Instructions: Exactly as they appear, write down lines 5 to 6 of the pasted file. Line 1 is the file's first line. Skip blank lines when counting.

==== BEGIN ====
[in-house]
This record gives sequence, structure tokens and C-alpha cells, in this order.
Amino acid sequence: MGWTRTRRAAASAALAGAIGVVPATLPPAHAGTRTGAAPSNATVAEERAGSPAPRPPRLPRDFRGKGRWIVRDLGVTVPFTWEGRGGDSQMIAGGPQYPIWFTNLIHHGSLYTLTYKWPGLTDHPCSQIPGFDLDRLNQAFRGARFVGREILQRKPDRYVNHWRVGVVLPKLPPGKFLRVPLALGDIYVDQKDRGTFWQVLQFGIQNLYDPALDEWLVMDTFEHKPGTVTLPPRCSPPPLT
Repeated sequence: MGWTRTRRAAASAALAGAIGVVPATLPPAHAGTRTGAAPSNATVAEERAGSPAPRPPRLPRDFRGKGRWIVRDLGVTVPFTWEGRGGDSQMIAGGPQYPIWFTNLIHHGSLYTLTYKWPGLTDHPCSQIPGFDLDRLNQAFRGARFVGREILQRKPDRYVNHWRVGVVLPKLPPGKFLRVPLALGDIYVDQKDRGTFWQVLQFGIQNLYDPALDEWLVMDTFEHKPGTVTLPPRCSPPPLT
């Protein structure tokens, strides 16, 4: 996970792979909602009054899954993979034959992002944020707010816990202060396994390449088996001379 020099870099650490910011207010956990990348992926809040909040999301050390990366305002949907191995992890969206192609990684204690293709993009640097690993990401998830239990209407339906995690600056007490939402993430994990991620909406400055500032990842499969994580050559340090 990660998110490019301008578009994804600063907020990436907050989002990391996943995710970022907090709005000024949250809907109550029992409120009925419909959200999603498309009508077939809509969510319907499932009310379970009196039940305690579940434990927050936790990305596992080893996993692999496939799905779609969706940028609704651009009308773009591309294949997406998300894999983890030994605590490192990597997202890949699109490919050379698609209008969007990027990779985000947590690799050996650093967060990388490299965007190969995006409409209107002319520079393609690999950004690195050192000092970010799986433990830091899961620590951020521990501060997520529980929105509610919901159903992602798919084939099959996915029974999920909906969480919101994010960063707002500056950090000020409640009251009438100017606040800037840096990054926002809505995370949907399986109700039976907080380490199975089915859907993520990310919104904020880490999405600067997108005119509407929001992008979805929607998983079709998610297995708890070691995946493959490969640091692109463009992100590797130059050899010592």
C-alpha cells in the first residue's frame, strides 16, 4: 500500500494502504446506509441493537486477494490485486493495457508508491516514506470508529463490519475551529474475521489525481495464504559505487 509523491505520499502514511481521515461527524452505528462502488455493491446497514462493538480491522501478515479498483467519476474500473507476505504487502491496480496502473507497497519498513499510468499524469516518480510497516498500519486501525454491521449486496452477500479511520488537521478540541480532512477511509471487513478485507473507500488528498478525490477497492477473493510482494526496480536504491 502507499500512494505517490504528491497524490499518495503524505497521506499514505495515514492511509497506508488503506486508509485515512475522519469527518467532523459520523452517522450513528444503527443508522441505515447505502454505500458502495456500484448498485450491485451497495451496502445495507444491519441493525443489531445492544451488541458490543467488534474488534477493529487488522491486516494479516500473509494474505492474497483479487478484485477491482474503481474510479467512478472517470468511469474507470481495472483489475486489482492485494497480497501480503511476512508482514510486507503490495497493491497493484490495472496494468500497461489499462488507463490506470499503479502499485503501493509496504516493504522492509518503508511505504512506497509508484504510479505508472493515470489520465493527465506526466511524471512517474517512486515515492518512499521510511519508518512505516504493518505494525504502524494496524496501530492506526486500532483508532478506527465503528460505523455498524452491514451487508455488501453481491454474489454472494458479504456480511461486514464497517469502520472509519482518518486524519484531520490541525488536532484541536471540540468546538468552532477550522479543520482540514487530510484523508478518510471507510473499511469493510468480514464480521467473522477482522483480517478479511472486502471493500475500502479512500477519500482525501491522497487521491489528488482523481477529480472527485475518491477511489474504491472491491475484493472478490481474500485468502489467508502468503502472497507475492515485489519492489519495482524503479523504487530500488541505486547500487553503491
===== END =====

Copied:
């Protein structure tokens, strides 16, 4: 996970792979909602009054899954993979034959992002944020707010816990202060396994390449088996001379 020099870099650490910011207010956990990348992926809040909040999301050390990366305002949907191995992890969206192609990684204690293709993009640097690993990401998830239990209407339906995690600056007490939402993430994990991620909406400055500032990842499969994580050559340090 990660998110490019301008578009994804600063907020990436907050989002990391996943995710970022907090709005000024949250809907109550029992409120009925419909959200999603498309009508077939809509969510319907499932009310379970009196039940305690579940434990927050936790990305596992080893996993692999496939799905779609969706940028609704651009009308773009591309294949997406998300894999983890030994605590490192990597997202890949699109490919050379698609209008969007990027990779985000947590690799050996650093967060990388490299965007190969995006409409209107002319520079393609690999950004690195050192000092970010799986433990830091899961620590951020521990501060997520529980929105509610919901159903992602798919084939099959996915029974999920909906969480919101994010960063707002500056950090000020409640009251009438100017606040800037840096990054926002809505995370949907399986109700039976907080380490199975089915859907993520990310919104904020880490999405600067997108005119509407929001992008979805929607998983079709998610297995708890070691995946493959490969640091692109463009992100590797130059050899010592």
C-alpha cells in the first residue's frame, strides 16, 4: 500500500494502504446506509441493537486477494490485486493495457508508491516514506470508529463490519475551529474475521489525481495464504559505487 509523491505520499502514511481521515461527524452505528462502488455493491446497514462493538480491522501478515479498483467519476474500473507476505504487502491496480496502473507497497519498513499510468499524469516518480510497516498500519486501525454491521449486496452477500479511520488537521478540541480532512477511509471487513478485507473507500488528498478525490477497492477473493510482494526496480536504491 502507499500512494505517490504528491497524490499518495503524505497521506499514505495515514492511509497506508488503506486508509485515512475522519469527518467532523459520523452517522450513528444503527443508522441505515447505502454505500458502495456500484448498485450491485451497495451496502445495507444491519441493525443489531445492544451488541458490543467488534474488534477493529487488522491486516494479516500473509494474505492474497483479487478484485477491482474503481474510479467512478472517470468511469474507470481495472483489475486489482492485494497480497501480503511476512508482514510486507503490495497493491497493484490495472496494468500497461489499462488507463490506470499503479502499485503501493509496504516493504522492509518503508511505504512506497509508484504510479505508472493515470489520465493527465506526466511524471512517474517512486515515492518512499521510511519508518512505516504493518505494525504502524494496524496501530492506526486500532483508532478506527465503528460505523455498524452491514451487508455488501453481491454474489454472494458479504456480511461486514464497517469502520472509519482518518486524519484531520490541525488536532484541536471540540468546538468552532477550522479543520482540514487530510484523508478518510471507510473499511469493510468480514464480521467473522477482522483480517478479511472486502471493500475500502479512500477519500482525501491522497487521491489528488482523481477529480472527485475518491477511489474504491472491491475484493472478490481474500485468502489467508502468503502472497507475492515485489519492489519495482524503479523504487530500488541505486547500487553503491